Saturday, August 1, 2009

Where have all the jobs gone?

A continuing argument I have with older more seasoned shooters is the argument that the photo market hasn't changed, and that young photographers just need to call art directors more and show our books around if we want to be hired.

Well, I have news, the market for new photographers hasn't just changed, it has dried up and blown away.

As a photographer who graduated one year ago from the Art Center, I can say that for everyone I know that has graduated in the last year times have been more then tough.

I try and shoot a test every week, or more if I can. I shoot just to keep myself from the feeling that I am about to go under, about to not be able to make it.

I do every type of marketing that comes my way, but it still isn't getting me notcied by more then a handful of people. (Shout out to my peeps at the LA Weekly and OC Weekly! You rock my world and i love ya!)Link

Since graduation I have done many small jobs, multiple gallery shows, some work for the wonderful people at the weeklies, background acting in the movies (Iron Man II is going to be so good!), I even have been retouching images for as low as $10 an image; and still i am not making enough. That is a problem.

The photographers aren’t hiring new assistants, that is just plain true. Instead illegal internships are being offered everywhere I look. The jobs that used to go to journeymen photographers are being offered as TFP. Art directors are not calling in our books, and they aren’t answering their phones. Magazines are closing, or streamlining. Agencies want to have free tests for their new faces divisions. Clothing designers want free or $500 lookbooks with all usage rights. Brides expect to have the entire wedding shot for $500 or LESS.

From what I can see there are two places in the photography market right now, scrapping the barrel bottom and already established top. What this economy has done is it has eliminated the middle ground of photographers, and those are the ones most likely to try out new assistants, and their jobs are the ones most likely to go to new shooters.

As those jobs dry up the photographers who did the steady middle clients are dropping their prices, making it even harder for the “newbies” to find a niche.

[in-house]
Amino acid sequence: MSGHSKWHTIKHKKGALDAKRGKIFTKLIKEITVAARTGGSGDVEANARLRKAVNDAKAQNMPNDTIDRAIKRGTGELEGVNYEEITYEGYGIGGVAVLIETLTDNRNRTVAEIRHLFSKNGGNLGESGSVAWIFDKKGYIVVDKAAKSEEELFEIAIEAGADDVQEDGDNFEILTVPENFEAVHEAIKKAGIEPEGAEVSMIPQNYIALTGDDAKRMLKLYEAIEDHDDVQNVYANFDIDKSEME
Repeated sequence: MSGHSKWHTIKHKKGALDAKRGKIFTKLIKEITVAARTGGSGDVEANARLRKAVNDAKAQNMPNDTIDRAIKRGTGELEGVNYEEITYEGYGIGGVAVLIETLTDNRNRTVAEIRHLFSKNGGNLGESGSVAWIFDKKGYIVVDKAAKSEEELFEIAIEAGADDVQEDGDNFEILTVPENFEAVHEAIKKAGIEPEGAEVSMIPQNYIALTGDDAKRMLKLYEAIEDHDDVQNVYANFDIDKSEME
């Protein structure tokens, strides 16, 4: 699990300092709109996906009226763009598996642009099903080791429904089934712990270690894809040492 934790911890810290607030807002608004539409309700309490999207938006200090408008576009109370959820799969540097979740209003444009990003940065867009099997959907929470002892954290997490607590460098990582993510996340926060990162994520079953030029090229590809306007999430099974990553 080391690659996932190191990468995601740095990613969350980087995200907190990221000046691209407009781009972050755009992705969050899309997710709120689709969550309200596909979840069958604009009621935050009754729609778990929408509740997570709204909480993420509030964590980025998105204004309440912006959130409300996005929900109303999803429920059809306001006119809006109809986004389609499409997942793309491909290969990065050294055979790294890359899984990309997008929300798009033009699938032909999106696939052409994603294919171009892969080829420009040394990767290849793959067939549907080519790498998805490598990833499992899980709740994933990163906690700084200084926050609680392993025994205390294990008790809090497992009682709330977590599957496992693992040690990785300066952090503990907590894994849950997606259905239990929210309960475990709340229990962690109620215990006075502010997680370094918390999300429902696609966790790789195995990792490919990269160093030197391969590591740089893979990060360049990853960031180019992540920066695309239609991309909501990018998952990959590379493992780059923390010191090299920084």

I have had four editors look at my book this year. All hired me. But with cold calling, email promos and physical mailing I am just not getting through. It is easy to blame the new photographers for not busting their asses enough to get the jobs, but the fact is the jobs aren’t there to get.

I have one final example, a friend of mine won one of the top photography awards for students two years ago. He has teched for several top photographers, he is an incredible portrait, still life and architectural photographer. He works his ass off doing scouting and assisting, and right now he is living with his parents because the jobs aren’t there.


  1. Yeah, that sucks. If it makes you feel better, it's as hard for freelance models (and petite ones, at that :)). You just have to remember - there's always light at the end of the tunnel, this recession or whatever it is that affects our niche/market will eventually end. Meanwhile, we just have to survive...

  2. I have to completely disagree with you. I am coming in to the game without a degree in photography. I'm in one of the most over-saturated markets (NYC) in one of the most challenging times in photography in one of the most competitive fields (fashion) yet I'm still making headway every single day. If you think it is tough in LA, imagine NY right now...

    For example: this week I was hired by an agency to do model comps, hired by a seasoned photographer to assist him on a fashion editorial, and I picked up to do two portrait sessions that paid my rent, phone and transit pass for the month. Oh... and I am retouching shots I did from a wedding where I made a $6,500 profit.

    I'm not telling you this to brag. I'm merely pointing out that your thinking is what is making life so damned hard. I look around the landscape of photographers who have been doing this longer than me (I've only shot a cumulative time of 2.3 years) and have an actual degree in photography and I see where they make simple mistakes. I see a lot of talent but their business sense sucks.

    For starters: complaining about the market just shows potential clients that you don't have what it takes. It also let's them see that they can get you to retouch photos for $10 rather than pay a real working rate. And complaining about every detail or request from every job in tweets and public forums is a great sign that someone is looking at problems more than they are looking at opportunities.

    The truth is: personality goes a LONG way. No one will hire you if you seem boring, stuffy, cheap or hard to work with. People will hire you if they see that you can provide energy, you know what you are doing, you are fun, you're valuable and you are willing to be yourself (well... the fun self). In the end, you need to have style both artistically and personally.

    But to prove my point: I am taking a trip to LA in October where I will prove that people can make money in the city.

    PS: Awards don't do anything; they're as valuable as a college degree. Your work and effort and drive and smarts is what will help you succeed in life.